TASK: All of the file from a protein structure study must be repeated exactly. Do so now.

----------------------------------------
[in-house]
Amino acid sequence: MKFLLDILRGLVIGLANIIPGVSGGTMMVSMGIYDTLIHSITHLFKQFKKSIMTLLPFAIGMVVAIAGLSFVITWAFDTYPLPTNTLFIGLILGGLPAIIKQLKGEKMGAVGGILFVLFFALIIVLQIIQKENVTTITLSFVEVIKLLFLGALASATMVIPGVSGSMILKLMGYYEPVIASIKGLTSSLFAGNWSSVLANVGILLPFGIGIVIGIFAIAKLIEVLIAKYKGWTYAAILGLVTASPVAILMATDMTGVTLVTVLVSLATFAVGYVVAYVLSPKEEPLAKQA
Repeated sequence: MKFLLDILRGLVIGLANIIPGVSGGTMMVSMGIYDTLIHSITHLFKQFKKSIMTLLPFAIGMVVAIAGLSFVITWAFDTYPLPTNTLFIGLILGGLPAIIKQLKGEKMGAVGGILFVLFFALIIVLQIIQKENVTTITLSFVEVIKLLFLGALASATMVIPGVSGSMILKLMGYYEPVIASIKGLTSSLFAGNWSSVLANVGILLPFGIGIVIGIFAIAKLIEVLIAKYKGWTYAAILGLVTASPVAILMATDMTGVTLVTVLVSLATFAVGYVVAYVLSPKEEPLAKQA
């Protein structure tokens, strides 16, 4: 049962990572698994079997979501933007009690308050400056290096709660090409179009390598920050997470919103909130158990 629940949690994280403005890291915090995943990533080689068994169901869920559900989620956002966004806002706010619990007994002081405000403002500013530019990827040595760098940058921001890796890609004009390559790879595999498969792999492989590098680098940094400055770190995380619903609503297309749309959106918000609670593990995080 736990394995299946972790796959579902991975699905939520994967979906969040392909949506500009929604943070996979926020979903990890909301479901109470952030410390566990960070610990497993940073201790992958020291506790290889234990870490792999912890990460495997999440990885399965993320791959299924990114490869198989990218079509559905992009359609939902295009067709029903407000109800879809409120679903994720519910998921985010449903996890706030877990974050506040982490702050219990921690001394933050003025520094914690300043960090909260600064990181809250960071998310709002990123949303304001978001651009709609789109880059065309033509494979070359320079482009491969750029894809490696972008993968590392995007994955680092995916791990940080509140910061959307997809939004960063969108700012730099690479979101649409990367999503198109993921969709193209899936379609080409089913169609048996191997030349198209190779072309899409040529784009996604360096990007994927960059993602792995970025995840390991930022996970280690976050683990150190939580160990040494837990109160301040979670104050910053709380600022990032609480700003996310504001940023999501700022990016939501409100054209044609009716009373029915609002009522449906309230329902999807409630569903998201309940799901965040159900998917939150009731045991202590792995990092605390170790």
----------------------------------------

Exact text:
[in-house]
Amino acid sequence: MKFLLDILRGLVIGLANIIPGVSGGTMMVSMGIYDTLIHSITHLFKQFKKSIMTLLPFAIGMVVAIAGLSFVITWAFDTYPLPTNTLFIGLILGGLPAIIKQLKGEKMGAVGGILFVLFFALIIVLQIIQKENVTTITLSFVEVIKLLFLGALASATMVIPGVSGSMILKLMGYYEPVIASIKGLTSSLFAGNWSSVLANVGILLPFGIGIVIGIFAIAKLIEVLIAKYKGWTYAAILGLVTASPVAILMATDMTGVTLVTVLVSLATFAVGYVVAYVLSPKEEPLAKQA
Repeated sequence: MKFLLDILRGLVIGLANIIPGVSGGTMMVSMGIYDTLIHSITHLFKQFKKSIMTLLPFAIGMVVAIAGLSFVITWAFDTYPLPTNTLFIGLILGGLPAIIKQLKGEKMGAVGGILFVLFFALIIVLQIIQKENVTTITLSFVEVIKLLFLGALASATMVIPGVSGSMILKLMGYYEPVIASIKGLTSSLFAGNWSSVLANVGILLPFGIGIVIGIFAIAKLIEVLIAKYKGWTYAAILGLVTASPVAILMATDMTGVTLVTVLVSLATFAVGYVVAYVLSPKEEPLAKQA
């Protein structure tokens, strides 16, 4: 049962990572698994079997979501933007009690308050400056290096709660090409179009390598920050997470919103909130158990 629940949690994280403005890291915090995943990533080689068994169901869920559900989620956002966004806002706010619990007994002081405000403002500013530019990827040595760098940058921001890796890609004009390559790879595999498969792999492989590098680098940094400055770190995380619903609503297309749309959106918000609670593990995080 736990394995299946972790796959579902991975699905939520994967979906969040392909949506500009929604943070996979926020979903990890909301479901109470952030410390566990960070610990497993940073201790992958020291506790290889234990870490792999912890990460495997999440990885399965993320791959299924990114490869198989990218079509559905992009359609939902295009067709029903407000109800879809409120679903994720519910998921985010449903996890706030877990974050506040982490702050219990921690001394933050003025520094914690300043960090909260600064990181809250960071998310709002990123949303304001978001651009709609789109880059065309033509494979070359320079482009491969750029894809490696972008993968590392995007994955680092995916791990940080509140910061959307997809939004960063969108700012730099690479979101649409990367999503198109993921969709193209899936379609080409089913169609048996191997030349198209190779072309899409040529784009996604360096990007994927960059993602792995970025995840390991930022996970280690976050683990150190939580160990040494837990109160301040979670104050910053709380600022990032609480700003996310504001940023999501700022990016939501409100054209044609009716009373029915609002009522449906309230329902999807409630569903998201309940799901965040159900998917939150009731045991202590792995990092605390170790």